Mike Hall: What happened to ‘banished’ words?
Grammarians all over the world are atwitter with excitement over the fact that Jan. 1 is only 21 days away.
It’s the day the people at Lake Superior State University announce their annual “List of Words Banished from the Queen’s English for Mis-use, Over-use and General Uselessness.”
It occurred to me that someone should hold those folks accountable for their campaign, begun in 1976, to rid hundreds of annoying words and phrases from our language.
I decided to do a 10-year examination, to determine how successful they have been.
Following is the list from 2011, with condensed comments from the nominators:
Viral: I have no objection to this word's use as a way to differentiate a (viral) illness from bacterial.
Epic: ... echoing trite, hyperbolic internet phrases in an effort to look witty or intelligent actually achieves the opposite
Fail (as a noun): Whether it is someone tripping, a car accident, a costumed character scaring the living daylights out a kid, or just a poor choice in fashion, these people drive me crazy thinking that anything that is a mistake is a “fail.”
Wow factor: Done-to-death phrase to point out something with a somewhat significantly appealing appearance.
A-ha moment: All this means is a point at which you understand something or something becomes clearer.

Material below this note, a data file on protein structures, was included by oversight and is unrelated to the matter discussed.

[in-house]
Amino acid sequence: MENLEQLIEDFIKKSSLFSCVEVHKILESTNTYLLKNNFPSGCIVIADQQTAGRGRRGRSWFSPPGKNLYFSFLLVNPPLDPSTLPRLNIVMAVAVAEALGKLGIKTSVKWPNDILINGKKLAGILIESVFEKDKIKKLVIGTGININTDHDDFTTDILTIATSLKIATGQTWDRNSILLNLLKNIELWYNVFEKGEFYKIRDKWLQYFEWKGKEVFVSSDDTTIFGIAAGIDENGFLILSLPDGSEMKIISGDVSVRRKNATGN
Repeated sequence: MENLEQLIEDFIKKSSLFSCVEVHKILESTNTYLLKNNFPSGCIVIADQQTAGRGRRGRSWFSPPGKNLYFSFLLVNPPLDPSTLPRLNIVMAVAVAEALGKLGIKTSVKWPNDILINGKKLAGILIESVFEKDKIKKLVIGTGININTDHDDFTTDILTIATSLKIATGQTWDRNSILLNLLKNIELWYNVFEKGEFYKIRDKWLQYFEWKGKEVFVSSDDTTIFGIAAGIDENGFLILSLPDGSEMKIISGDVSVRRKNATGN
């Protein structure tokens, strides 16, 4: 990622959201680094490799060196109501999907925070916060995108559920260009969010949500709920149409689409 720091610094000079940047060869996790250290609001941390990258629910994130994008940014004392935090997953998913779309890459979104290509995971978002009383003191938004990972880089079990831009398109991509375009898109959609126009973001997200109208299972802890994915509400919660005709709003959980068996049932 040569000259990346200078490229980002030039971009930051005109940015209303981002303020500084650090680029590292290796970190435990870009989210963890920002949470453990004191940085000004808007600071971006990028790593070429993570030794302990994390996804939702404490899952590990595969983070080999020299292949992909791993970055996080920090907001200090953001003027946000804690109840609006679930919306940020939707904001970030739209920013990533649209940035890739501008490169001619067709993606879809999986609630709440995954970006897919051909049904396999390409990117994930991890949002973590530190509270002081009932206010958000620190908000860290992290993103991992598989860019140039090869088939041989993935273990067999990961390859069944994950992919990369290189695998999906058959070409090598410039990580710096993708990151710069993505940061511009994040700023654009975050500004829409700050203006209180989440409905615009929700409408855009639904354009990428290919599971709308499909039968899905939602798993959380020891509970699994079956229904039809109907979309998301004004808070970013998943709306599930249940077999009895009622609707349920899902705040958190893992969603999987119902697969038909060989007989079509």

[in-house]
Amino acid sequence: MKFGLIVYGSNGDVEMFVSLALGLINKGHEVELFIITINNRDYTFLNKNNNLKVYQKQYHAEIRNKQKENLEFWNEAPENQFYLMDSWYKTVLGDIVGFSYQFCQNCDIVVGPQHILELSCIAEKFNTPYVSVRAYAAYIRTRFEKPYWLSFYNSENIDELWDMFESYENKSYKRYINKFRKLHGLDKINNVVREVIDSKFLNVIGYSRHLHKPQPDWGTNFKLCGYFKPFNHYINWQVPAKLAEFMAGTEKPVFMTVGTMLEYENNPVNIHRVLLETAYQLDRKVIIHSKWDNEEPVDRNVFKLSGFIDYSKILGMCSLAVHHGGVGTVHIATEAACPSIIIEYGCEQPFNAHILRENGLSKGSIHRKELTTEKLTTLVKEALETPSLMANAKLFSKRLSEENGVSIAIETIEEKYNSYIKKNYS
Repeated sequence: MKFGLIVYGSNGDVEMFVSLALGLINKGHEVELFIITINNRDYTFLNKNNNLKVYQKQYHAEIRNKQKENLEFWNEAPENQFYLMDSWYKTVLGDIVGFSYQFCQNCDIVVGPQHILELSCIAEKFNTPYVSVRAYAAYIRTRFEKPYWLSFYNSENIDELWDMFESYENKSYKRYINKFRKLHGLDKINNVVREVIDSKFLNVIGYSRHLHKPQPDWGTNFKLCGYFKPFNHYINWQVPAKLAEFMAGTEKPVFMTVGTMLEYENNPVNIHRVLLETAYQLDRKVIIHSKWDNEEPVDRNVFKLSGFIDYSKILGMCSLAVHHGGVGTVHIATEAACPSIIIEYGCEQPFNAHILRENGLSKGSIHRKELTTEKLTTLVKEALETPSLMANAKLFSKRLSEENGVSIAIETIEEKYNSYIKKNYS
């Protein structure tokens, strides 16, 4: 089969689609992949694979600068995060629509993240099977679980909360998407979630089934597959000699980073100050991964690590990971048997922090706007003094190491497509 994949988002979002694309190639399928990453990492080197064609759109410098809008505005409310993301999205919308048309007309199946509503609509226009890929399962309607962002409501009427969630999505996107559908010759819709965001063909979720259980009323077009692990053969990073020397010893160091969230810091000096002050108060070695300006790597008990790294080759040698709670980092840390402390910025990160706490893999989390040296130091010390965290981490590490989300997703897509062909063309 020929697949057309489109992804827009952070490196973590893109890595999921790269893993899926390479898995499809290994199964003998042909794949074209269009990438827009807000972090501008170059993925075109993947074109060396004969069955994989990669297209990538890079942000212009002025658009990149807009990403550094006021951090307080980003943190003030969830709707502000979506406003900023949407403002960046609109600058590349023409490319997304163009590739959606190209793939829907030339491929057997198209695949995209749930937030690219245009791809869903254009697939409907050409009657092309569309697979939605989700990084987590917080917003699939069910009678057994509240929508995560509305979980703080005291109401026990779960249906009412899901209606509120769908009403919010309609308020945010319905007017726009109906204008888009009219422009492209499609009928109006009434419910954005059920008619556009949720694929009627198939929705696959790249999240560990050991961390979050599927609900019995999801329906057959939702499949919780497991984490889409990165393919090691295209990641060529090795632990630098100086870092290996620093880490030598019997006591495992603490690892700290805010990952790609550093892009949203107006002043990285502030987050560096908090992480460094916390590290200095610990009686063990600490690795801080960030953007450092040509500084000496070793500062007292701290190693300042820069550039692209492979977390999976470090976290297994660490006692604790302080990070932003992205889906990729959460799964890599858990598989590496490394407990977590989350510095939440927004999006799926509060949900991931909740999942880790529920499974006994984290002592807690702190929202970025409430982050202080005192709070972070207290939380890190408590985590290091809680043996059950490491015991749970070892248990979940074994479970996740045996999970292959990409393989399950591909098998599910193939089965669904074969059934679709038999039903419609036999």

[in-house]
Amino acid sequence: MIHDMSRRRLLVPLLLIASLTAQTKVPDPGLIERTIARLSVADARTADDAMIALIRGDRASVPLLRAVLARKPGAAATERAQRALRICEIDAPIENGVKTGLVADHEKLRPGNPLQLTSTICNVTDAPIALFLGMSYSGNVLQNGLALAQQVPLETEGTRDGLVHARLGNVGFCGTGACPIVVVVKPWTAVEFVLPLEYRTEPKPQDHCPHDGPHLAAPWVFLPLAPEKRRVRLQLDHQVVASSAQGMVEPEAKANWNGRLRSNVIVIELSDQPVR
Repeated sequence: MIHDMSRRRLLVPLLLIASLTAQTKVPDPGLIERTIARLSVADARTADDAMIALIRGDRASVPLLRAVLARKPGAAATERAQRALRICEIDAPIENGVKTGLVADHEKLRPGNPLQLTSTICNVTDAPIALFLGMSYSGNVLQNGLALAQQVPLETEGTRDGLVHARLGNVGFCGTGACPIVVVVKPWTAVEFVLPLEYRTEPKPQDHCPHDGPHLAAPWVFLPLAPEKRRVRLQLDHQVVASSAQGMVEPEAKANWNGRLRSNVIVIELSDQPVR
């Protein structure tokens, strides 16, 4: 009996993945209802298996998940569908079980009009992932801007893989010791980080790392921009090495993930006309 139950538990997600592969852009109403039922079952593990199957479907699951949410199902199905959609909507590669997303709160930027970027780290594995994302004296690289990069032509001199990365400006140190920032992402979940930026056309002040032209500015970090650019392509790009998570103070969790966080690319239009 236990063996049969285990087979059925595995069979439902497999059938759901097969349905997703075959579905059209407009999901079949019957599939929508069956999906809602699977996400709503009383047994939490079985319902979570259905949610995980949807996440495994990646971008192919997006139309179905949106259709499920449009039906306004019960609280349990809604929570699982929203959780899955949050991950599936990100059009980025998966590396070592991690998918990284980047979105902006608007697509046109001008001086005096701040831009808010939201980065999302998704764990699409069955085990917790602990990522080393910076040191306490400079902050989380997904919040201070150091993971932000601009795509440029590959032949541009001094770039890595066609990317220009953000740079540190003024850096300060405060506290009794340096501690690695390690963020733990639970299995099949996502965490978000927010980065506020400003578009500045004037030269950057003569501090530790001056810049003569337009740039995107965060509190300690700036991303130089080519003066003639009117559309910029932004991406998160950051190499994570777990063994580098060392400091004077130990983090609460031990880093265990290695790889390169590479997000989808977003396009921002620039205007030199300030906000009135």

Backstory: A perfectly good word has been used for years. In this case, the word is “history.”
BFF: These chicks call each other BFF (Best Friends Forever) and it lasts about 10 minutes. Now there's BFFA (Best Friends For Awhile), which makes more sense.
Man up: ... as in “Alexis, you need to man up and join that Pilates class!”
Refudiate: Adding this word to the English language simply because a part-time politician lacks a spell checker on her cellphone is an action that needs to be repudiated.
Mama Grizzlies: Unless you are referring to a scientific study of Ursus arctos horribilis, this analogy of right-wing female politicians should rest in peace.
The American people: Beyond overuse, these (politicians) imply that 'the American people' want/expect/demand all the same things. They don't.
I’m just sayin’: Obviously you are saying it ... you just said it!
Facebook, Google (as verbs): As bad as they are, the trend can only get worse, i.e. “I'm going to Twitter a few people, then Yahoo the movie listings and maybe Amazon a book or two."
Live life to the fullest: First, things are full or they're not; there is no fullest.
Second, “live life” is redundant.
Mike Hall can be reached at email@example.com.